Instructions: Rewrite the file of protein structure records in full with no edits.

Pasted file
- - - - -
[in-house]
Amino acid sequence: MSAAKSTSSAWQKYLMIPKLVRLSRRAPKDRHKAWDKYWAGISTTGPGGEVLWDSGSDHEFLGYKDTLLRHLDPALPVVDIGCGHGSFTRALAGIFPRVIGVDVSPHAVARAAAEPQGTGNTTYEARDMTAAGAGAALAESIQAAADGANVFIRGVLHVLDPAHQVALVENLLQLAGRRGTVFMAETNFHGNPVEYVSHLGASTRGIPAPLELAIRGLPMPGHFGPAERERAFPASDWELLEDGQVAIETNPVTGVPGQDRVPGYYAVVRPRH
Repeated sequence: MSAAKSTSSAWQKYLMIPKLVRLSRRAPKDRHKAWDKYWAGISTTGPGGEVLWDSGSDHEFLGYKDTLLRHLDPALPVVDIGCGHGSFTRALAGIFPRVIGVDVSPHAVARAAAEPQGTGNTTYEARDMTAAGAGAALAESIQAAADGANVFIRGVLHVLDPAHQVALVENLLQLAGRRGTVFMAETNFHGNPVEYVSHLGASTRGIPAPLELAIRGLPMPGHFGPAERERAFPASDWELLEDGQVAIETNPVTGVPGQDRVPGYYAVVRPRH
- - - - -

[in-house]
Amino acid sequence: MSAAKSTSSAWQKYLMIPKLVRLSRRAPKDRHKAWDKYWAGISTTGPGGEVLWDSGSDHEFLGYKDTLLRHLDPALPVVDIGCGHGSFTRALAGIFPRVIGVDVSPHAVARAAAEPQGTGNTTYEARDMTAAGAGAALAESIQAAADGANVFIRGVLHVLDPAHQVALVENLLQLAGRRGTVFMAETNFHGNPVEYVSHLGASTRGIPAPLELAIRGLPMPGHFGPAERERAFPASDWELLEDGQVAIETNPVTGVPGQDRVPGYYAVVRPRH
Repeated sequence: MSAAKSTSSAWQKYLMIPKLVRLSRRAPKDRHKAWDKYWAGISTTGPGGEVLWDSGSDHEFLGYKDTLLRHLDPALPVVDIGCGHGSFTRALAGIFPRVIGVDVSPHAVARAAAEPQGTGNTTYEARDMTAAGAGAALAESIQAAADGANVFIRGVLHVLDPAHQVALVENLLQLAGRRGTVFMAETNFHGNPVEYVSHLGASTRGIPAPLELAIRGLPMPGHFGPAERERAFPASDWELLEDGQVAIETNPVTGVPGQDRVPGYYAVVRPRH